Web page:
The Beijing Olympics in 2008 and preparations for Expo 2010 are the engines driving the economic and architectural ferment that has resulted in complete reconstruction of the city from the urban planning scale down to the details of individual buildings.

In what is probably the biggest process of urban transformation in the world in recent years, this reconstruction has affected more than 5 square kilometres and 16 million residents, plus an influx of new residents coming in from nearby towns. Shanghai has been growing at a rate of about 14 percent per year in the past decade, and every year 1.6 million square metres of old buildings are knocked down. The city centre has lost tens of thousands of longtang houses, traditional homes characterised by a blend of Chinese and western architectural styles, though in terms of layout they represent a much larger version of the traditional Chinese home built around a courtyard, with influences deriving from traditional architectural types which can still be found in the villages of southern China.

The population has been moved out into more sanitary suburbs with a single function, where it is essential to own a car and the rules of social interaction are necessarily changed; at this distance bicycles are entirely superfluous. In front of the Bund, on the opposite bank of the Huangpu, Pudong, which literally means "east of the Pu River", is the new centre of Shanghai, extending toward the China Sea to the east over land which was until recently occupied by slums and marshes, where no building was more than two storeys high. Here what was once a horizontal city is being made into a vertical one, and what was a colonial city is becoming a modern one, challenging the cities of Tokyo, Hong Kong, New York, Los Angeles: all the legends of urban planning of the past fifty years.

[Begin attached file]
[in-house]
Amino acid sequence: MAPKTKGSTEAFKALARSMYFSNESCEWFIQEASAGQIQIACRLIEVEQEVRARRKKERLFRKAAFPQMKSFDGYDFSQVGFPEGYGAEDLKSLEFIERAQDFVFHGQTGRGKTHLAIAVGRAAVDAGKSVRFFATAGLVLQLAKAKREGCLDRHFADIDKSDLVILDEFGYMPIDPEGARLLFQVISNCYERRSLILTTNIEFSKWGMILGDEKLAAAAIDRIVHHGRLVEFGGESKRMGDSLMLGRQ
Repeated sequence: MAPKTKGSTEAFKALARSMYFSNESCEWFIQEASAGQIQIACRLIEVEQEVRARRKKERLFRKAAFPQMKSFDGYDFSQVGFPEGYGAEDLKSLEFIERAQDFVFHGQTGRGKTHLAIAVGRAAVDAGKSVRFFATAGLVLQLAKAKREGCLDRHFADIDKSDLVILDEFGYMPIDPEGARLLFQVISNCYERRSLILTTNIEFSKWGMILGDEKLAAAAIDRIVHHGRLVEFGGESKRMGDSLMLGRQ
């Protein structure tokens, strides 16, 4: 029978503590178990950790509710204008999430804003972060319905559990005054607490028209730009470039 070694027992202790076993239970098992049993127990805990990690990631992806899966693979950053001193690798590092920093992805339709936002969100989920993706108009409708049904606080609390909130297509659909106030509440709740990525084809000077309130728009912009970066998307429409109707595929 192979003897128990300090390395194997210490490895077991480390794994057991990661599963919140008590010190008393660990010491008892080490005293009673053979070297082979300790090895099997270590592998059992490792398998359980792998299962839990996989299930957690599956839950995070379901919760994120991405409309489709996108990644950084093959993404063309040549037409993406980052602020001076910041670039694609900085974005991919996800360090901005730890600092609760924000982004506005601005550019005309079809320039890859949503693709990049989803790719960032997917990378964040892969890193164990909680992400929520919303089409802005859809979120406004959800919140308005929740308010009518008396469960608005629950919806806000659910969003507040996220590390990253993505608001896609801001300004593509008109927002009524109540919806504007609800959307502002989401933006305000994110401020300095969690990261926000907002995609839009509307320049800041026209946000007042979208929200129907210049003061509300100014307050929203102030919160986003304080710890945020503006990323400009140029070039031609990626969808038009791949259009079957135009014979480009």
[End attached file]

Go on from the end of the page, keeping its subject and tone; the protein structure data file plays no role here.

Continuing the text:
The lion's share of Pudong is up taken by the Jin Mao Building (designed by the American architectural studio SOM), 420 metres high, now almost completed, with a central atrium about 300 metres high shaped like a glass super-pagoda.

Next to it is the Oriental Pearl Tower, a 468 metre high telecommunications tower, from the platform of which it is possible to admire the city's horizontal extension, with its bubbles containing a hotel.